Battlefield 2042 review: Two soldiers approach a helicopter in Hazard Zone

At the moment, the lack of comms is changing how I play Hazard Zone. If I solo queue, I don’t bother with spending many of my Dark Market Credits – the currency you need to build bigger and better loadouts – because I ultimately know that it’ll be a waste of time. At the moment, I can drop in with my squad, head to the nearest satellite, and take out as many AI soldiers with my barebones assault rifle as possible. Hell, I’ve even wiped a few enemy squads too.

But getting out of there? That’s laughable. Without proper communication, trying to extract in Hazard Zone is utter hell.

In one match, my team was doing quite well – we’d scooped up a couple of drives, wiped a couple of teams, and we were communicating via a series of pings. But when it came to getting on the second helicopter, it was nigh impossible. Every time we got close, one of us was downed. And for some odd reason, your teammates aren’t highlighted when you’re in a down-but-not-out state. So instead of crawling to my teammates, I crawled my way to the feet of an enemy team. My game – and by extension, my team’s – was effectively over.

Battlefield 2042 review: Players take cover behind a tank

Unless I have a full team on Discord or party chat, I won’t play Hazard Zone in the way it’s meant to be played. It’s a shame really, because I really do think that hardcore, objective-based modes, similar to that of Tarkov, are going to form a big part of live service shooting games in the future. When DICE finally adds VoIP though, that might change.

Unfortunately, my gripes with Hazard Zone aren’t where my criticisms end. Battlefield 2042 is currently without a proper scoreboard. At the moment, player stats have been replaced by a list of players in your server, which is utterly bizarre, and the menus generally feel archaic. If you want to add an attachment to your gun – which takes forever to unlock, by the way – you’ll need to head into the loadout menu, navigate through several options, and then manually equip it to your Plus Menu for the next match. Compared with Call of Duty: Vanguard and Call of Duty: Warzone’s menus, this system doesn’t even come close.

However, with all that said and done, Battlefield 2042 is still a solid game that Battlefield veterans will enjoy. While my heart aches for the good old days of Rush, All-Out Warfare is a delight to play when you have a fully operational squad, all of whom are on Discord with you. Hazard Zone is a blast too – it just requires a bit more hard work.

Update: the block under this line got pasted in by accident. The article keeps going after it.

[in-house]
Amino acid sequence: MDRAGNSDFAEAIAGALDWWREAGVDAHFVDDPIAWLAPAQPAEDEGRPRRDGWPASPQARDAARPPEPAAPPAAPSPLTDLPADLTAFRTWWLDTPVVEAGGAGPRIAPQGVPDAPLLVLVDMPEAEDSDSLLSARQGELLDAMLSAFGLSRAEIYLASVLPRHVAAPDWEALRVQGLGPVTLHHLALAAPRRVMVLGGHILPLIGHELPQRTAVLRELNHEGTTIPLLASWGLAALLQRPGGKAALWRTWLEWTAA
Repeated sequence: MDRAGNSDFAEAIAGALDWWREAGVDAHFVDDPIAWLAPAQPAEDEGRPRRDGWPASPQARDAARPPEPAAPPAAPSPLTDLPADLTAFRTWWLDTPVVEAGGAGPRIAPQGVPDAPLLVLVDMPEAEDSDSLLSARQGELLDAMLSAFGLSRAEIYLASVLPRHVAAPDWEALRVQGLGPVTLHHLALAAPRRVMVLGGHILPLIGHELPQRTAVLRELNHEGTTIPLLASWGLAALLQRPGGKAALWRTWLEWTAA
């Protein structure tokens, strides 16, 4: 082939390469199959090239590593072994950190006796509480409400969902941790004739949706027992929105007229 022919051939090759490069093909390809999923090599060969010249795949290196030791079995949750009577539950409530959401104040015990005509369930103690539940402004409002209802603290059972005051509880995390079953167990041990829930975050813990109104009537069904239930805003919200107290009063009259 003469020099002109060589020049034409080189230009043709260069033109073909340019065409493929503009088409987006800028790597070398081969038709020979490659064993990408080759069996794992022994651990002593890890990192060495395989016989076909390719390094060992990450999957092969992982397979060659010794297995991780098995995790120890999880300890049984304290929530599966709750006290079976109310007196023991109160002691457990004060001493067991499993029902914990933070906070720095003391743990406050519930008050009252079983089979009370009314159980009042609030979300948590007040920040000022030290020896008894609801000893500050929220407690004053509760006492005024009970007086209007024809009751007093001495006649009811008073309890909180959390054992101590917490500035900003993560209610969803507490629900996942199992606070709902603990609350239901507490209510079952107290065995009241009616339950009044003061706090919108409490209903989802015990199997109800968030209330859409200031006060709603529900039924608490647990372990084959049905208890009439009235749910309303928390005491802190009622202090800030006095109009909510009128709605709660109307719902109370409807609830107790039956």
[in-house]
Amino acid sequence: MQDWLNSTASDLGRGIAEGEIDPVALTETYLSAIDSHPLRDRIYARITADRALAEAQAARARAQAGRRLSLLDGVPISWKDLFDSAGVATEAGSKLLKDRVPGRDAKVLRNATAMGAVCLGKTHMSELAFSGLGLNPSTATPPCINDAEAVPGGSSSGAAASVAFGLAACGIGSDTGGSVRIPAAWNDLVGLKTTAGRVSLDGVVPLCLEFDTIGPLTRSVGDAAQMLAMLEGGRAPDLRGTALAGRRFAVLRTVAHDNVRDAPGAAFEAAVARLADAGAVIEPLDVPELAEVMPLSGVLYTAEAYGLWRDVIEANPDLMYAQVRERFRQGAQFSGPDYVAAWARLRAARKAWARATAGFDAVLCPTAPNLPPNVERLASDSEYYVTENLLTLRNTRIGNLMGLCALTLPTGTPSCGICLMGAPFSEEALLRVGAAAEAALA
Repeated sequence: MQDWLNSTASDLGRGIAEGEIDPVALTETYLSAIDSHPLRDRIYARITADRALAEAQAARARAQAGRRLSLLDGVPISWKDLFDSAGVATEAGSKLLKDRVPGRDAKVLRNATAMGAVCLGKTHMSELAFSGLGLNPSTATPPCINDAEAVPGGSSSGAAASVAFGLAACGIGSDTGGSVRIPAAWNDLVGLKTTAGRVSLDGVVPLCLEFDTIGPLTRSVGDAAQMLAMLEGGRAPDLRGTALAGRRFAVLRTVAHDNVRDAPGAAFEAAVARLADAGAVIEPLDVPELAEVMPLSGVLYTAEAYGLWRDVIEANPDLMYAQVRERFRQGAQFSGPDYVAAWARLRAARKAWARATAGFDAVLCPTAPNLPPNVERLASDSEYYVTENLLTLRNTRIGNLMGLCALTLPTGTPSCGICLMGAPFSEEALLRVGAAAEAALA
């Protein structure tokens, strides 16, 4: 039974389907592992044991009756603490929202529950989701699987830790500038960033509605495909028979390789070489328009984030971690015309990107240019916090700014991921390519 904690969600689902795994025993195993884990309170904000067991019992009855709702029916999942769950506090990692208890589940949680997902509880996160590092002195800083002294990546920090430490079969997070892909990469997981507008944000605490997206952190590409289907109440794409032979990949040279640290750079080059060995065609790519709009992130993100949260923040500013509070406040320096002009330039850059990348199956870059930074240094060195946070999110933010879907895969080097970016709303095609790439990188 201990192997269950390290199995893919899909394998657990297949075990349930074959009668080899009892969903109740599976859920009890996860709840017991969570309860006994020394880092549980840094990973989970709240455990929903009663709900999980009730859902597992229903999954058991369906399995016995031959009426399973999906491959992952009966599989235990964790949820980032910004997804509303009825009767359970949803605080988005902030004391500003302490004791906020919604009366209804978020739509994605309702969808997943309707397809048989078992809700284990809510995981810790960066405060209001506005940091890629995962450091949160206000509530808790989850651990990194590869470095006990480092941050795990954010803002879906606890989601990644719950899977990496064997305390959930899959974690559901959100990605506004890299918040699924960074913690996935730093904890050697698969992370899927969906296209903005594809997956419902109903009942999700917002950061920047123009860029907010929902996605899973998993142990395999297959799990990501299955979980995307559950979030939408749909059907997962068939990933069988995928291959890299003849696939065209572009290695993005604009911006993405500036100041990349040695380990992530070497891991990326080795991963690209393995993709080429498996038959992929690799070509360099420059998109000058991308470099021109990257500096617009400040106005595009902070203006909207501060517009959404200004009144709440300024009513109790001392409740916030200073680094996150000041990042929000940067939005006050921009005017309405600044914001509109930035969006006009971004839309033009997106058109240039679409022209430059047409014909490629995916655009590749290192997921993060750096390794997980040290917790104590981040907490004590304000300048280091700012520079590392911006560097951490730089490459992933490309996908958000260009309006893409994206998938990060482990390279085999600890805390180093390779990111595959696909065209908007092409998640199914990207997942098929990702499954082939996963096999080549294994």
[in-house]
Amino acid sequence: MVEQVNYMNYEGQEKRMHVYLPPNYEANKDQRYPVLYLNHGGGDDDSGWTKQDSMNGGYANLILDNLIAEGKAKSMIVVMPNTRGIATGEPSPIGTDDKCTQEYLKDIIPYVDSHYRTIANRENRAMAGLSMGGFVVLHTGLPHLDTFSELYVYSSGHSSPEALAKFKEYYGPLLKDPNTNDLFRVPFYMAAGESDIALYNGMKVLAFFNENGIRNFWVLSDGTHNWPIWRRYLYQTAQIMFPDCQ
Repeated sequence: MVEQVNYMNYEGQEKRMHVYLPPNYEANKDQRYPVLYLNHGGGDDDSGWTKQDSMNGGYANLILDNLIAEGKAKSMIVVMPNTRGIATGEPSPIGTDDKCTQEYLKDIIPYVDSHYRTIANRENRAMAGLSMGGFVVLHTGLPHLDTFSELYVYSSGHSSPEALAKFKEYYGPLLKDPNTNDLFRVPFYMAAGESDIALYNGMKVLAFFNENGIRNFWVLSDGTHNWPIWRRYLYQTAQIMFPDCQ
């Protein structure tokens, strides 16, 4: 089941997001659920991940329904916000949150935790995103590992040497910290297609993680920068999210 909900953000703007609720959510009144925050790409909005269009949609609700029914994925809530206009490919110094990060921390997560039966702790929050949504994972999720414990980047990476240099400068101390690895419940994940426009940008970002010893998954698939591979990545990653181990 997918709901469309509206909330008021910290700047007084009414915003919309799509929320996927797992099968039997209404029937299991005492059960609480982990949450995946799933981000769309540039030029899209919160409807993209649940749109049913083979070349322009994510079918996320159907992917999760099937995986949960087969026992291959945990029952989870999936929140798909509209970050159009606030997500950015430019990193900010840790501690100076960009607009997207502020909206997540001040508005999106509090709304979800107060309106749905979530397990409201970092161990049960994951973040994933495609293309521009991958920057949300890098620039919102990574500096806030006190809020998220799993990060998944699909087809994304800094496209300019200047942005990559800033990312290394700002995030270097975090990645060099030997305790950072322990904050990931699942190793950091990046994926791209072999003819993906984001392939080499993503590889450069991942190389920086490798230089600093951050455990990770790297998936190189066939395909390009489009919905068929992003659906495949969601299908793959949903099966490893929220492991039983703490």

Battlefield Portal is DICE's masterstroke

Where Battlefield 2042 really shines though is in Battlefield Portal. This Fortnite Creative-esque mode, which hands the keys to the community, is the closest the Battlefield community will ever get to mods, and despite only a smattering of days with the tool thus far, the modes on offer are fantastic. So far, I’ve had the absolute delight of playing Rush on Bad Company 2 maps, Gun Game, and a 128-player free-for-all.

The possibilities are almost endless with Battlefield Portal and I have no doubt that the new ‘only in Battlefield’ moments will be forged here. This mode is DICE’s masterstroke and it’s been engineered by the server admins of games gone by who worked their arses off in-game to deliver new experiences within the confines of old games.

If the grind of Conquest is getting you down, or you’re having a bad run of form on Hazard Zone, I can guarantee a couple of Battlefield Portal games will cheer you up. I’d even go as far as to say that Portal is Battlefield 2042’s main mode right now – and with more people about to join in soon with the full launch that experience is only going to get better.

For now though, DICE has some work to do.

Battlefield 2042 is a solid game, but it is undermined by a poor design philosophy that has left its weaponry feeling a little underpowered. With time – something us weary old Battlefield fans are used to – I’m confident Battlefield 2042 will be whipped into shape by the development team.

Battlefield 2042 (Xbox) Battlefield 2042 (Xbox) Battlefield 2042 (Xbox) Microsoft $69.99 Buy now Network N earns commission from qualifying purchases via Secretlab and other programs

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Battlefield 2042 (Xbox Series X)

Battlefield 2042 has everything you want as a Battlefield fan: destruction, levolution, and carnage. But while it’s fun to play, it is clear that Battlefield 2042 is DICE’s most ambitious Battlefield yet - and it hasn’t quite come off in the way many were expecting.